After getting into a serious car accident, a TV director discovers an underground sub-culture of scarred, omnisexual car-crash victims who use car accidents and the raw sexual energy they produce to try to rejuvenate his sex life with his wife.
After developing an addiction to the substance he uses to kill bugs, an exterminator accidentally kills his wife, and becomes involved in a secret government plot being orchestrated by giant bugs in a port town in North Africa.
The residents of a suburban high-rise apartment building are being infected by a strain of parasites that turn them into mindless, sex-crazed fiends out to infect others by the slightest sexual contact.
Riding across Manhattan in a stretch limo in order to get a haircut, a 28-year-old billionaire asset manager's day devolves into an odyssey with a cast of characters that start to tear his world apart.
Allegra Geller, the leading game designer in the world, is testing her new virtual reality game, eXistenZ with a focus group. As they begin, she is attacked by a fanatic assassin employing a bizarre organic gun. She flees with a young marketing trainee, Ted Pikul, who is suddenly assigned as her bodyguard. Unfortunately, her pod, an organic gaming device that contains the only copy of the eXistenZ game program, is damaged. To inspect it, she talks Ted into accepting a gameport in his own body so he can play the game with her. The events leading up to this, and the resulting game lead the pair on a strange adventure where reality and their actions are impossible to determine from either their own or the game's perspective.Written by
Kenneth Chisholm <email@example.com>
The character of Allegra may be a reference to a minor character of the same name in Samuel R. Delany's novella "The Star Pit". In that novella, Allegra is a child prodigy able to telepathically project any type of reality she wishes on anyone around her. See more »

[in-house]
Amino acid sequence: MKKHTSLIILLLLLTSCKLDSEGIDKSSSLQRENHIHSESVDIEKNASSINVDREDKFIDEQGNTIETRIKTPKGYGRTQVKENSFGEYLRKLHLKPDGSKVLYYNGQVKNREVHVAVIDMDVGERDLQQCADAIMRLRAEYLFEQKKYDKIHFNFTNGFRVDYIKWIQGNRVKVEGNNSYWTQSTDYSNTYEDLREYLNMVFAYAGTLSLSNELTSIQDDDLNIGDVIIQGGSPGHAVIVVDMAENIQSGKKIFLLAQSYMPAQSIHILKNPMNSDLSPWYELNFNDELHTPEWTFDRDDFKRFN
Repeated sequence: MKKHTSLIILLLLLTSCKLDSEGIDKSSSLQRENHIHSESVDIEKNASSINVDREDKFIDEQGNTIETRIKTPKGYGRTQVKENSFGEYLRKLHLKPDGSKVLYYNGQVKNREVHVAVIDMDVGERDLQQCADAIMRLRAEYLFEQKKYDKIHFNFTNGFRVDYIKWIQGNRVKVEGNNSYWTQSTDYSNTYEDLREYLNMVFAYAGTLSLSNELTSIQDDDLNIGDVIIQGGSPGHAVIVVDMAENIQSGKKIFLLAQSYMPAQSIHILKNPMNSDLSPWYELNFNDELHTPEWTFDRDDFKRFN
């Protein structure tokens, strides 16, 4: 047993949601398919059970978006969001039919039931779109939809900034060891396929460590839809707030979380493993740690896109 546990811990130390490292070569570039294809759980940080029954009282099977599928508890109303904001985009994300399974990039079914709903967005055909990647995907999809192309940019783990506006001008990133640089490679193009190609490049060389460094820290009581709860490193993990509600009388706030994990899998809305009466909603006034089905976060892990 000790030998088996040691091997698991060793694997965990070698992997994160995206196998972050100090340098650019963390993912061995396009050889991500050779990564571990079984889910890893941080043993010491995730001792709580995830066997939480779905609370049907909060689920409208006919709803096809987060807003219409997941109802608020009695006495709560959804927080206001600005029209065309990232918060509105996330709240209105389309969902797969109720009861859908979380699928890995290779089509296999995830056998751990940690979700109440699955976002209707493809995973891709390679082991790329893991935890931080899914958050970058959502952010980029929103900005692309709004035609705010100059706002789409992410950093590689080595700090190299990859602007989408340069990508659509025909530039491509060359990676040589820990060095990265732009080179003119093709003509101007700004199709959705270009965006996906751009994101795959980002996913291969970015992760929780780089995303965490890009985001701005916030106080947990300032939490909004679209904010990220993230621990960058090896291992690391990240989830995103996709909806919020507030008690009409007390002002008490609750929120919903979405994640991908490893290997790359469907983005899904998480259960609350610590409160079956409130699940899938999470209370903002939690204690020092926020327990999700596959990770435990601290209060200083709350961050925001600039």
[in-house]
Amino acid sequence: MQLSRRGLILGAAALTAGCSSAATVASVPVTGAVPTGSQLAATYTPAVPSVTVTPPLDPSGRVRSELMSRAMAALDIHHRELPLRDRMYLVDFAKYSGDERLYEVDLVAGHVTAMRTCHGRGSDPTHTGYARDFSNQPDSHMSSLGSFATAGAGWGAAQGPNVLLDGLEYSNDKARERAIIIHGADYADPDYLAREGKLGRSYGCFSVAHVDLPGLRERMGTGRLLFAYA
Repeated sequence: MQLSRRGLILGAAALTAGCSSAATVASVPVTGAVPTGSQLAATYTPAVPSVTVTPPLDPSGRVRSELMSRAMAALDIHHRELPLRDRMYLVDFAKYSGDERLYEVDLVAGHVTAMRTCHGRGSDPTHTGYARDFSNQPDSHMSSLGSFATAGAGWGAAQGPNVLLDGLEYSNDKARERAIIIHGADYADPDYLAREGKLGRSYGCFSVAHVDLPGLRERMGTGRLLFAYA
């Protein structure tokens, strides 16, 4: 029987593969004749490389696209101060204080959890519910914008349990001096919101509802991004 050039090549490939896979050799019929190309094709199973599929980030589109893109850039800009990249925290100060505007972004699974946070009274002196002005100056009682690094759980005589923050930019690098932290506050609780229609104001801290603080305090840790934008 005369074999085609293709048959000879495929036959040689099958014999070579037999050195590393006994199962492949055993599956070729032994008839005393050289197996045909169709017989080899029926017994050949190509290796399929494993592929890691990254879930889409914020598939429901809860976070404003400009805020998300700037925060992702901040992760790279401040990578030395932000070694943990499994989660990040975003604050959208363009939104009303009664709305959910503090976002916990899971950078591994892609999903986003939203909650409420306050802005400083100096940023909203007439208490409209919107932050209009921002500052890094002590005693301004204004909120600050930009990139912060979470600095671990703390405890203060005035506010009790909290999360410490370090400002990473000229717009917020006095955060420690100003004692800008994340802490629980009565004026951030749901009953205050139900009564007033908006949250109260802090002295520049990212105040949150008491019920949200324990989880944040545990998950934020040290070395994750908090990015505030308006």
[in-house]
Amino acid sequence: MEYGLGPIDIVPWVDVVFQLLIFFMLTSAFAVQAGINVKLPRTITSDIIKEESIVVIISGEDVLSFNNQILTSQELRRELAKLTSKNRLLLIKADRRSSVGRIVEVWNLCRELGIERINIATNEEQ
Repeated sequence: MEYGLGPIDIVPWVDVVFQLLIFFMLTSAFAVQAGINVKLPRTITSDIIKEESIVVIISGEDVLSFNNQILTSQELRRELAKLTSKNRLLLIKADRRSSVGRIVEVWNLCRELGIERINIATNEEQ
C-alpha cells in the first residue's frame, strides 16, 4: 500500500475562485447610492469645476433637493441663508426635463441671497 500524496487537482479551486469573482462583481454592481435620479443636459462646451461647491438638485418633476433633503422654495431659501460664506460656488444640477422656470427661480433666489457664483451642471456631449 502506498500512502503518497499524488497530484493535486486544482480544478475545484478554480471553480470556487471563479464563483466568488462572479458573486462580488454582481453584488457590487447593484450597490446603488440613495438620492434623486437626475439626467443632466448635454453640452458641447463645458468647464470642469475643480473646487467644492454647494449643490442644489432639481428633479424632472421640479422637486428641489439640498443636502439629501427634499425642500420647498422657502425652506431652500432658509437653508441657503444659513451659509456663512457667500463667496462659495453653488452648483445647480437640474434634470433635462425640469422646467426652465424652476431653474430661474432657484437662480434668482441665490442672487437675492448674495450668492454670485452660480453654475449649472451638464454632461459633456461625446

The first time we see Ted Pikul at the trout farm, he labels an envelope with the letters LA. The L is clearly connected to the A. However in the next shot with the envelope on the conveyor belt the L and A are no longer connected. See more »
eXistenZ. Written like this. One word. Small 'E', capital 'X', capital 'Z'. 'eXistenZ'. It's new, it's from Antenna Research, and it's here... right now.
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From the brilliantly twisted mind of director David Cronenberg comes "eXistenZ." What is "eXistenZ," exactly? A new male enhancement product? No, rather, it's a reality enhancement product; a new type of video-game/virtual reality experience, to be even more specific. Jennifer Jason Leigh plays the programmer of said video game, while Jude Law plays her hapless protector and our surrogate as the audience. The further down the rabbit-hole Law's character goes, so too do we, until we are left dizzy and without words to describe what we just saw.
Early in the film, our characters are on the run from somebody who wants to do away with this ground-breaking technology. They'll have to deal with a creepy Willem DeFoe character and deadly spores along the way, while still finding time to explore their new reality and test their limitations. Cronenberg's film pretty much hits the ground running and doesn't allow us the chance to catch our breath as it levels up. Because this is vintage Cronenberg, of course there is plenty of gooey grossness to go around, the least of which are the "portholes" that allow would-be gamers to plug in. Those crushing on the lovely Leigh may find themselves feeling somewhat conflicted about whether the "porthole" exploring is sensual or nausea inducing.
Plot-wise, the film draws comparisons to other late '90s tech- thrillers like "Dark City" and "The Matrix." Heck, even the DVD box- art states that "eXistenZ" "makes 'The Matrix' look like 'Child's Play.'" Well, I don't know about all that, seeing as how I personally don't ever recall seeing a killer doll dodging bullets in that movie, but no matter. What sets "eXistenZ" apart is that it is less focused on its dystopian future and more focused on our present quandary in balancing technological advances with good old down-to- earth human experience. Like the best Cronenberg films, "eXistenZ" has a lot to say about that subject, but doesn't bludgeon or bore his audience with it. Trade the giant placenta-like sacks of skin in this film for the latest iPhone, and it's safe to say that "eXistenZ" was ahead of its time, to say the least.
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